One of the biggest factors leading to a fear of the new is the issue of monetization. If you want a newspaper, you go out and buy it at the local Turkey Hill, or subscribe and have it delivered to your home. Money changes hands, and you get your news in return. But traditional media has worried about just giving content away for free. While people are willing to shell out money for a hard copy of the paper...they generally expect to get things for free on the Internet. Traditional media is in bad shape, and they need to embrace new media and create innovative business models that allow for convergence and cross-platform content. Radio, Television, and magazines have all followed suit in this fear and slowness to embrace new media, and as a result, they are all hemorrhaging audience, revenue, and jobs. I'm convinced that those in the traditional media that DO embrace the new media ("new" being a relative term), will be the ones that survive and even flourish in this new cultural/economic/technological world.
Having said that, I'd like to introduce you to my friend Daniel Victor, a reporter for the Harrisburg Patriot-News who is trying to take his old media background into a new media world. A quick aside: when I call Daniel my friend, I need to disclose that he and I have only really met once. The majority of our interaction has been online via Twitter. He is a part of my social media community, and in the same way media is being redefined by the Internet, so is the concept of "friends." While we don't hang out and socialize in "real life" on a regular basis, Daniel and I are a part of an online community of people that I would describe as friends. And I'm confident that if there comes the time when we DO get together, we'd be very comfortable in each other's company. Besides, we share a love of all the same sports teams, particularly the World Champion Philadelphia Phillies. (Forgive me. That phrase still makes me giddy.)
Daniel Victor has been thinking out loud for some time about how to incorporate his use of social media, particularly his blog and Twitter, into the reporting process. And a big part of this concept is the democratization of the journalistic process. Daniel will be including his readers in the editorial selection of the stories he decides to cover. Back in January he blogged about his ideas for this type of reporting. Since then he has been given the go-ahead to move forward with his "community-direct" mojo reporting experiment. In effect, Daniel has been able to do what all of us dream about: he created and defined his own job. But you can bet he'll be under a lot of scrutiny from his superiors. I have no idea how this will turn out for Daniel, but while I'm sure he has some old-school colleagues that expect him to fail, I really would love to see this succeed. And I want to see it succeed to the point where newspapers around the country take notice.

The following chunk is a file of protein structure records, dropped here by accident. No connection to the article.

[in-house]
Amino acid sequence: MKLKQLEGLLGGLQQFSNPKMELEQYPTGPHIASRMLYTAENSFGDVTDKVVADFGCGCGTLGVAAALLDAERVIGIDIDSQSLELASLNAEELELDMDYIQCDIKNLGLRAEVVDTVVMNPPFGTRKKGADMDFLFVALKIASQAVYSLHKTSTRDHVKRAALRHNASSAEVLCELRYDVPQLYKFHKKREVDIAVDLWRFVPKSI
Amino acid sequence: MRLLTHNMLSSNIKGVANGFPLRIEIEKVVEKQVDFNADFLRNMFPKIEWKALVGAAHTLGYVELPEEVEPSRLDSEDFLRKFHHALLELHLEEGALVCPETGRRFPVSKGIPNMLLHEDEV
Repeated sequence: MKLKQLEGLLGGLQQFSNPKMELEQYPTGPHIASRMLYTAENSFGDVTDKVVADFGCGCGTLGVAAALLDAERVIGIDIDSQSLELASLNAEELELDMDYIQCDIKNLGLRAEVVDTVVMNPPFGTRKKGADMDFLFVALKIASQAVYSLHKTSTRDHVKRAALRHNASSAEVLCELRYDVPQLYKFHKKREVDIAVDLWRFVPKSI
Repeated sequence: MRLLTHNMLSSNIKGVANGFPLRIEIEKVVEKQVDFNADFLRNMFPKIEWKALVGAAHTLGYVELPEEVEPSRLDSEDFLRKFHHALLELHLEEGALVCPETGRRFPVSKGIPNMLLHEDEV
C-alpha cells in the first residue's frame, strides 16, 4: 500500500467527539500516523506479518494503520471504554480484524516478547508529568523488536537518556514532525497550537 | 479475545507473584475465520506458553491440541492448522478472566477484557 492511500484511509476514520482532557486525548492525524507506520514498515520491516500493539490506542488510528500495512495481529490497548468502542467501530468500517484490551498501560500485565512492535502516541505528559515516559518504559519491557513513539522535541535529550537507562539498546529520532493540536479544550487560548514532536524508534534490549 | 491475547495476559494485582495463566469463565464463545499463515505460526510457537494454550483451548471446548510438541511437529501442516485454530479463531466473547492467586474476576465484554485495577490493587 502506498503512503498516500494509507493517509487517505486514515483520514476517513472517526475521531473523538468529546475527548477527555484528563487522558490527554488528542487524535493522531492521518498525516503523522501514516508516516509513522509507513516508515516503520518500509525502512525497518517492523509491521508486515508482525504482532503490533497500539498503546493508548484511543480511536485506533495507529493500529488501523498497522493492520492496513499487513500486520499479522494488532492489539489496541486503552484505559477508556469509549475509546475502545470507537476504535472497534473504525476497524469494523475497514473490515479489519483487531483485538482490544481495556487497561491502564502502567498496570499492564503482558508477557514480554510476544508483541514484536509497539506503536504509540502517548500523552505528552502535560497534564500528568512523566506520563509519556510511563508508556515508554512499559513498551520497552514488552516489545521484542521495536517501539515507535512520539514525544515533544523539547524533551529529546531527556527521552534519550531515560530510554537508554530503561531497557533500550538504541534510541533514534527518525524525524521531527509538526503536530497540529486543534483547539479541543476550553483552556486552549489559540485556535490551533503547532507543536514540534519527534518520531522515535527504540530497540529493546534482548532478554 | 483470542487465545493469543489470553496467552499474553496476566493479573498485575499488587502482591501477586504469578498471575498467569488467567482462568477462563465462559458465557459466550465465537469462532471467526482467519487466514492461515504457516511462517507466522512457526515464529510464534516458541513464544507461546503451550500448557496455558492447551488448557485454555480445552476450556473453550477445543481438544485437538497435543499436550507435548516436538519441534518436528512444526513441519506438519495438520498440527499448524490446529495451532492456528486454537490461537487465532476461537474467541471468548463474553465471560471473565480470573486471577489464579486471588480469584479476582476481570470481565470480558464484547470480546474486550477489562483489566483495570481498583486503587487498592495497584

So WHY is Daniel doing this? The bottom line, he tells me, is that he wants to "see better stories in the paper, or stories that would have otherwise never made it." But that's just the immediate goal. In the long run, Daniel says, there is a lot more at stake:
There's a lot I want to accomplish or prove on the periphery, too. There are a lot of principles at stake here, things that are really going to determine what role a professional news organization will play in the future. Can a news organization really connect with readers on a genuine level? Can it not only acknowledge that readers have a lot to offer, but also gather, curate and present that value to other readers? Are we willing to do that?
If this works, it's a compelling case that readers can be an important part of the production of the newspaper, in a way that aids journalists, not threatens them. We could use that knowledge in a variety of ways in the future. And even if it doesn't work, we'll learn a lot from this.
Daniel is now on this journey, and I can't wait to see where it takes him. His latest discussion of what he is doing is in the Sunday Harrisburg Patriot-News and on PennLive.com under the title "My New Assignment Editor? You, the Community."
If you are in Central PA and want to follow him on this journey, make sure you check out Daniel's blog on a regular basis, and follow him on Twitter (@bydanielvictor). Social media and blogging are central to this whole process (he'll soon be creating a new blog on PennLive.com specifically for this task), so hopefully you will become a part of the editorial process and have Daniel work for YOU, all the while helping him prove that this concept can work. I'll let you know when the new blog is up and running.